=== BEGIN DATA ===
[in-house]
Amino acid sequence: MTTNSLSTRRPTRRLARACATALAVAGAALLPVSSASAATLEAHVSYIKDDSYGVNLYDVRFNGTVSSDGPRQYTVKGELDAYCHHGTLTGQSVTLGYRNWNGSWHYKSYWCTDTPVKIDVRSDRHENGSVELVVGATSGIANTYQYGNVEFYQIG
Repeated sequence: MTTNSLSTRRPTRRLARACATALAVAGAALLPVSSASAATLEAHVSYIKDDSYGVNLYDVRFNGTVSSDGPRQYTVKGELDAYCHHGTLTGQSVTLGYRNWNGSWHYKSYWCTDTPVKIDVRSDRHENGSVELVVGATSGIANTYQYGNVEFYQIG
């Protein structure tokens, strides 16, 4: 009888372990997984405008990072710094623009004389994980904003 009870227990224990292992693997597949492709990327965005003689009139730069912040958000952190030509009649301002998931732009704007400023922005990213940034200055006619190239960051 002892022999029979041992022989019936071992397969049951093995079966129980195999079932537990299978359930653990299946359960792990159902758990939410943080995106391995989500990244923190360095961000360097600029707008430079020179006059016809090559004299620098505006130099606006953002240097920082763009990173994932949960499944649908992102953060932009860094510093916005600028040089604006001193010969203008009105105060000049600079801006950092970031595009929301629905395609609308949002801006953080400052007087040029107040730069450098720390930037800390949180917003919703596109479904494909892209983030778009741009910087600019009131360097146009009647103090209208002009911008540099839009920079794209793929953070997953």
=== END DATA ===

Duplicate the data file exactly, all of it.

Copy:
[in-house]
Amino acid sequence: MTTNSLSTRRPTRRLARACATALAVAGAALLPVSSASAATLEAHVSYIKDDSYGVNLYDVRFNGTVSSDGPRQYTVKGELDAYCHHGTLTGQSVTLGYRNWNGSWHYKSYWCTDTPVKIDVRSDRHENGSVELVVGATSGIANTYQYGNVEFYQIG
Repeated sequence: MTTNSLSTRRPTRRLARACATALAVAGAALLPVSSASAATLEAHVSYIKDDSYGVNLYDVRFNGTVSSDGPRQYTVKGELDAYCHHGTLTGQSVTLGYRNWNGSWHYKSYWCTDTPVKIDVRSDRHENGSVELVVGATSGIANTYQYGNVEFYQIG
């Protein structure tokens, strides 16, 4: 009888372990997984405008990072710094623009004389994980904003 009870227990224990292992693997597949492709990327965005003689009139730069912040958000952190030509009649301002998931732009704007400023922005990213940034200055006619190239960051 002892022999029979041992022989019936071992397969049951093995079966129980195999079932537990299978359930653990299946359960792990159902758990939410943080995106391995989500990244923190360095961000360097600029707008430079020179006059016809090559004299620098505006130099606006953002240097920082763009990173994932949960499944649908992102953060932009860094510093916005600028040089604006001193010969203008009105105060000049600079801006950092970031595009929301629905395609609308949002801006953080400052007087040029107040730069450098720390930037800390949180917003919703596109479904494909892209983030778009741009910087600019009131360097146009009647103090209208002009911008540099839009920079794209793929953070997953």